Sea Moss In Your Smoothie?
Sea Moss In Your Smoothie?
By Joy Stephenson-Laws, J.D., Founder
Kim Kardashian says she puts sea moss in her smoothies. The 39-year-old socialite, reality TV star and mother of four children follows mainly a plant-based diet.
But sea moss? Really?
Turns out that sea moss, also known as Irish moss, has reportedly been cultivated for thousands of years. It’s actually very popular in Irish and Jamaican culture. Multiple reports say that since the 1800s, the Irish harvested sea moss from their shores. They even consumed it during the Irish Potato Famine in order to combat nutritional deficiencies.
“Sea moss drinks are popular throughout the islands of the Caribbean, particularly in Jamaica and Trinidad, and they are often believed to improve virility,” according to one source.
“In most recipes, the sea moss is soaked in lime juice overnight and then boiled in water, often with a cinnamon stick, until becoming jellylike. After cooling, it is then blended with milk and such sweeteners as nutmeg, sugar, or vanilla.”
Sea moss is a species of red algae. You will likely find it at your local health food store in dried form or capsules and powder. You may also find sea moss in lotions and other skin and cosmetic products. Although the scientific research on this is very limited, sea moss is said to hydrate the skin, promote skin cell renewal as well as calm the skin. Some say that it may even provide relief from sunburns.
As far as being a healthy addition to your diet, sea moss may be the way to go.
“The red seaweed Chondrus crispus (Rhodophyta), commonly known as Irish Moss, is widely distributed in the northern Atlantic and harvested as a raw material for the extraction of carrageenan, which finds wide applications in food and cosmetic industries as thickeners, stabilizers and emulsifiers. Besides a relatively high content of the sulfated polysaccharide carrageenan, this red alga is rich in proteins, peptides, amino acids, lipids and pigments; all of which can impart various health benefits to humans, including neuroprotective activity,” reports the National Institutes of Health (NIH).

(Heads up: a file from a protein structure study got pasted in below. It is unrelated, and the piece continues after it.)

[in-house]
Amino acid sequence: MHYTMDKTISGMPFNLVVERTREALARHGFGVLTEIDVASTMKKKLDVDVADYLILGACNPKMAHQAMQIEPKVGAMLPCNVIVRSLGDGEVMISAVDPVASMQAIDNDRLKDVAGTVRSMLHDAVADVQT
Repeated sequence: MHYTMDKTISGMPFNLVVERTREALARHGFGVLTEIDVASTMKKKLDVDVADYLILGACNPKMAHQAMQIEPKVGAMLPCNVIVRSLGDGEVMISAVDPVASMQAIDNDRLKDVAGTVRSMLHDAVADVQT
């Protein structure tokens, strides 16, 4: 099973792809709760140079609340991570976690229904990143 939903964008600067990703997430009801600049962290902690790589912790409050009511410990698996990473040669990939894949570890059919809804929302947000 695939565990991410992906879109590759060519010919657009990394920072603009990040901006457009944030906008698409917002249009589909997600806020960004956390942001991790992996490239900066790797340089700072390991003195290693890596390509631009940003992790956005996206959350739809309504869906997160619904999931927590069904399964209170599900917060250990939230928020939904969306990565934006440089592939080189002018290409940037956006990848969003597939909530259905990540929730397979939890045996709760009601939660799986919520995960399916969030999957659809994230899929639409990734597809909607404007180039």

Again, scientific research and evidence are limited when it comes to the benefits of consuming sea moss, however, sea moss is definitely nutrient-dense.
Some of the nutrients sea moss contains include:
You probably know that this mineral is essential for strong, healthy bones and teeth. Did you know this mineral may also decrease your risk for colorectal cancer? Recent studies confirm that high calcium intake is associated with a lower risk of colorectal cancer among both men and women. Maintaining the correct levels of calcium in your system may reduce your risk of breast cancer as well. In addition to this, calcium is needed for many vital body processes such as muscle contraction, blood clotting, hormone release, neurotransmitters and more.
Iron is an essential component of many proteins and enzymes. It is vital in the formation of red blood cells and lean muscle. If you are low in iron, you may find that you feel very tired.
This mineral helps regulate blood pressure, contributes to bone metabolism and has antioxidant functions. Magnesium is also great for pain management. Many people use magnesium as a safe alternative to ibuprofen or acetaminophen. Magnesium may even help alleviate leg cramps women may experience during pregnancy.